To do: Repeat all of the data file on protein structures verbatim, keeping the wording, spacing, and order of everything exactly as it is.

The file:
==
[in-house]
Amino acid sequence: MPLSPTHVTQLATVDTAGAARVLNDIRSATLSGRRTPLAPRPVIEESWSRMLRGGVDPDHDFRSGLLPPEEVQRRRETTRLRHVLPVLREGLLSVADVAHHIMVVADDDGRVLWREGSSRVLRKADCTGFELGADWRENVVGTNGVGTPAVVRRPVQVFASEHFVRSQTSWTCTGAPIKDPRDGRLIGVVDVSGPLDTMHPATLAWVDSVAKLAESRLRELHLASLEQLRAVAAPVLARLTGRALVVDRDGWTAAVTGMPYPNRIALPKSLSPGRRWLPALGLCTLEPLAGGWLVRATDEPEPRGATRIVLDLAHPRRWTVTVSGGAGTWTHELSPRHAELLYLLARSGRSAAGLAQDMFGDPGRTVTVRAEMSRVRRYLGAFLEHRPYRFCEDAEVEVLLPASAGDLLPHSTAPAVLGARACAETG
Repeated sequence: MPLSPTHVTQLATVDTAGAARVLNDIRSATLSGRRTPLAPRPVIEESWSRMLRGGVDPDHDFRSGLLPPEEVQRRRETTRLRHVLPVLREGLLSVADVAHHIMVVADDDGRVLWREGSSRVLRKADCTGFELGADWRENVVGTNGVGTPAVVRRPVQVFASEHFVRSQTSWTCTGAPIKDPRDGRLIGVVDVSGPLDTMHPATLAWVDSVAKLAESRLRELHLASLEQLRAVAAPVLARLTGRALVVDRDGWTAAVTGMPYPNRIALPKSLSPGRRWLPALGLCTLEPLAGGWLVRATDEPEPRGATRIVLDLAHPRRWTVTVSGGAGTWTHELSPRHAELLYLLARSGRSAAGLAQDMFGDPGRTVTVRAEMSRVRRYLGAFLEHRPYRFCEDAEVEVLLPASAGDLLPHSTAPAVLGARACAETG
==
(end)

[in-house]
Amino acid sequence: MPLSPTHVTQLATVDTAGAARVLNDIRSATLSGRRTPLAPRPVIEESWSRMLRGGVDPDHDFRSGLLPPEEVQRRRETTRLRHVLPVLREGLLSVADVAHHIMVVADDDGRVLWREGSSRVLRKADCTGFELGADWRENVVGTNGVGTPAVVRRPVQVFASEHFVRSQTSWTCTGAPIKDPRDGRLIGVVDVSGPLDTMHPATLAWVDSVAKLAESRLRELHLASLEQLRAVAAPVLARLTGRALVVDRDGWTAAVTGMPYPNRIALPKSLSPGRRWLPALGLCTLEPLAGGWLVRATDEPEPRGATRIVLDLAHPRRWTVTVSGGAGTWTHELSPRHAELLYLLARSGRSAAGLAQDMFGDPGRTVTVRAEMSRVRRYLGAFLEHRPYRFCEDAEVEVLLPASAGDLLPHSTAPAVLGARACAETG
Repeated sequence: MPLSPTHVTQLATVDTAGAARVLNDIRSATLSGRRTPLAPRPVIEESWSRMLRGGVDPDHDFRSGLLPPEEVQRRRETTRLRHVLPVLREGLLSVADVAHHIMVVADDDGRVLWREGSSRVLRKADCTGFELGADWRENVVGTNGVGTPAVVRRPVQVFASEHFVRSQTSWTCTGAPIKDPRDGRLIGVVDVSGPLDTMHPATLAWVDSVAKLAESRLRELHLASLEQLRAVAAPVLARLTGRALVVDRDGWTAAVTGMPYPNRIALPKSLSPGRRWLPALGLCTLEPLAGGWLVRATDEPEPRGATRIVLDLAHPRRWTVTVSGGAGTWTHELSPRHAELLYLLARSGRSAAGLAQDMFGDPGRTVTVRAEMSRVRRYLGAFLEHRPYRFCEDAEVEVLLPASAGDLLPHSTAPAVLGARACAETG